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Internet Safety Rules
(Non-technical measures to protect kids online).
As technology continues to evolve, it is easy to feel left behind. Follow these nontechnical measures to help you become a cyber-savvy, virtual parent.
- Establish an ongoing dialogue and keep lines of communication open: Spend time online alongside your children and create an atmosphere of trust. Encourage your children to make good choices and temper your reactions when they run into dangers.
- Supervise use of all Internet-enabled devices: Keep your child’s computer/laptop in an open area of your home. Monitor other points of Internet access including your child’s cell phone, portable music device, smart TV, gaming device and PDA.
- Know your child’s online activities and friends: Be familiar with each of your children’s passwords, screen names, and all account information, and have them provide the identities of every person on their buddy list or anyone they have “friended” on social networking or gaming sites. Caution your children to only communicate online with people they know in-person and who have been approved by you. Remind your children that the people they meet online may not be who they say they are.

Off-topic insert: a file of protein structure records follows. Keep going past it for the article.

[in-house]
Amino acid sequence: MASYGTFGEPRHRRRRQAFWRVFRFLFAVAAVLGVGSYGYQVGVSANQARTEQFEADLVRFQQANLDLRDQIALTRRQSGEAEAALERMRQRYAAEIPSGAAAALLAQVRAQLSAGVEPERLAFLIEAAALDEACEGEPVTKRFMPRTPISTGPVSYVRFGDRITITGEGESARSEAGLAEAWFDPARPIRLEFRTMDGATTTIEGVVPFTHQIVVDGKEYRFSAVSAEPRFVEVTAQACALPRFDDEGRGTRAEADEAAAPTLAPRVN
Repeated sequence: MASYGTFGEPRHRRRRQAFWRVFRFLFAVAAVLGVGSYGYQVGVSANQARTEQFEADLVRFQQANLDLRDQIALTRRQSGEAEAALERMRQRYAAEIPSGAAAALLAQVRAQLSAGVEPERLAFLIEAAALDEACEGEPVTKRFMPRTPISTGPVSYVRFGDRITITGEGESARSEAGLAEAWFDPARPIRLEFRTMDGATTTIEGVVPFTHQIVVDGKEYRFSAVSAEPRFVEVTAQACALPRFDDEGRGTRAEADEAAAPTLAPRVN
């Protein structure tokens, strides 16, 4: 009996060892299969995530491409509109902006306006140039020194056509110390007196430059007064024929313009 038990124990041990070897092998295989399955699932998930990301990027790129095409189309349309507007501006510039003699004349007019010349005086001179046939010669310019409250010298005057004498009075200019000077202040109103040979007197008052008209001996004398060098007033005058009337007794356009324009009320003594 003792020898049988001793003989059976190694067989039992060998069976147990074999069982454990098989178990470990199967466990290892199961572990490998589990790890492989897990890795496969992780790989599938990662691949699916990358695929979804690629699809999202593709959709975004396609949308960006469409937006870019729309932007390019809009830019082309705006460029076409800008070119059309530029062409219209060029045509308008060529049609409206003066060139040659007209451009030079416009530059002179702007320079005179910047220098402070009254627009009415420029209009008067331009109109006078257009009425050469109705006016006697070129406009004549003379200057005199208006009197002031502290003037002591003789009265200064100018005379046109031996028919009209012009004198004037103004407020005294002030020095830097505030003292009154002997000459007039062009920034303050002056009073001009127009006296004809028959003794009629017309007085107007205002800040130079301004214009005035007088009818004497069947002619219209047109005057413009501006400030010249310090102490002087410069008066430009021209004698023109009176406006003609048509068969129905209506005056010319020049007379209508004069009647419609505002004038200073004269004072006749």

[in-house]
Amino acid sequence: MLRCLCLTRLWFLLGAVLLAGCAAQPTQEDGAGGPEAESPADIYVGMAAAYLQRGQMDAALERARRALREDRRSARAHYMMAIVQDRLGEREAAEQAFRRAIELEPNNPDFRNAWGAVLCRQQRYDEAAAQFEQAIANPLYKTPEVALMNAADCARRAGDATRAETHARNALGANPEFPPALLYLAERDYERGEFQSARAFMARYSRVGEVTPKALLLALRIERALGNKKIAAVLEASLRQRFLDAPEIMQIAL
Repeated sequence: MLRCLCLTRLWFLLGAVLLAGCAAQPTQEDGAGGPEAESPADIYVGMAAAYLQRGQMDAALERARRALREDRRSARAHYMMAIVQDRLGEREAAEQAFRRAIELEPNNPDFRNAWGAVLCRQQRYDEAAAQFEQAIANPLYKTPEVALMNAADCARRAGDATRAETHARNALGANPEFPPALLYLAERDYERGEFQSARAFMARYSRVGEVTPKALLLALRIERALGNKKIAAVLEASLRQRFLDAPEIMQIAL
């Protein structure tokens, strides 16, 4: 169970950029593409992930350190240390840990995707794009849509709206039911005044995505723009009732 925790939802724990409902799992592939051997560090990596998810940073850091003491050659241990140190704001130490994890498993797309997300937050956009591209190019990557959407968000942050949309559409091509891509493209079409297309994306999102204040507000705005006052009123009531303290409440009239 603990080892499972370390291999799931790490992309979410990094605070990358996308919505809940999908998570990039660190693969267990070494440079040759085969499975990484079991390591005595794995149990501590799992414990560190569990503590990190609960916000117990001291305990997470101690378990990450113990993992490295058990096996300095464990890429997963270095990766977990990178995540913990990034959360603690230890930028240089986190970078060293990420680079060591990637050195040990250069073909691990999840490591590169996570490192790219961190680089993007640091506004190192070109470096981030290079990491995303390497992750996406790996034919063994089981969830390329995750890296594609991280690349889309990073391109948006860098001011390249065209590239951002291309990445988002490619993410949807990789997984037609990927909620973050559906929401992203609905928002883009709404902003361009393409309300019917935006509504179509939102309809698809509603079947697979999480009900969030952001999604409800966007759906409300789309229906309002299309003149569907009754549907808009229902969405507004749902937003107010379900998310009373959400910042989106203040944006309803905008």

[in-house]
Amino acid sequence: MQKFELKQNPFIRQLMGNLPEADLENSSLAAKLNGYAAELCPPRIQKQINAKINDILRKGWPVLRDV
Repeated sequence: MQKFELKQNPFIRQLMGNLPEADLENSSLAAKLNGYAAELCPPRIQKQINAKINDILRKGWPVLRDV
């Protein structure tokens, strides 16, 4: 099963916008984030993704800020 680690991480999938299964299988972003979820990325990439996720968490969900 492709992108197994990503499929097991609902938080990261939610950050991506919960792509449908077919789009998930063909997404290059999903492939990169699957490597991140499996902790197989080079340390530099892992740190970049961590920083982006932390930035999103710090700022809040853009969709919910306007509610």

- Regularly check the online communities your children use, such as social networking and gaming sites, to see what information they are posting: Make sure you, as the parent, are added to your child’s “Friend list,” because if their profiles are set to private (as they should be!) you will not be able to view any of their information. If you are unsure whether your child has a profile, conduct a simple online search through the site or by typing their name into a search engine (e.g., Google). Be aware of not only what your children are posting, but what other kids are posting about your children. Before allowing children to use social media sites, EIE encourages parents to familiarize themselves with the content on the site and thoroughly review the safety practices and privacy tools available through that social networking site. Popular social media sites include Facebook, Twitter, LinkedIn, Pinterest, Tumblr, Instagram among many others. Many such sites have a minimum age limit of 13 years old but do not have age-verification technology to keep younger children from lying about their age.
- Supervise the photos and videos your kids post and send online and through their mobile device: Photos and videos can be uploaded instantly to sites like YouTube an Facebook from any platform with Internet access including your child’s cell phone, webcam, PDA, and gaming device. These images may make your child vulnerable to online predators, cyberbullies, and strangers, or lead to damaged reputations. Check with your child’s school to ensure that any projects, art, or photos placed on the school website are only accessible by password (or through the school’s intranet) and do not contain any personally identifiable information. Younger children should not post, text or send photos or videos.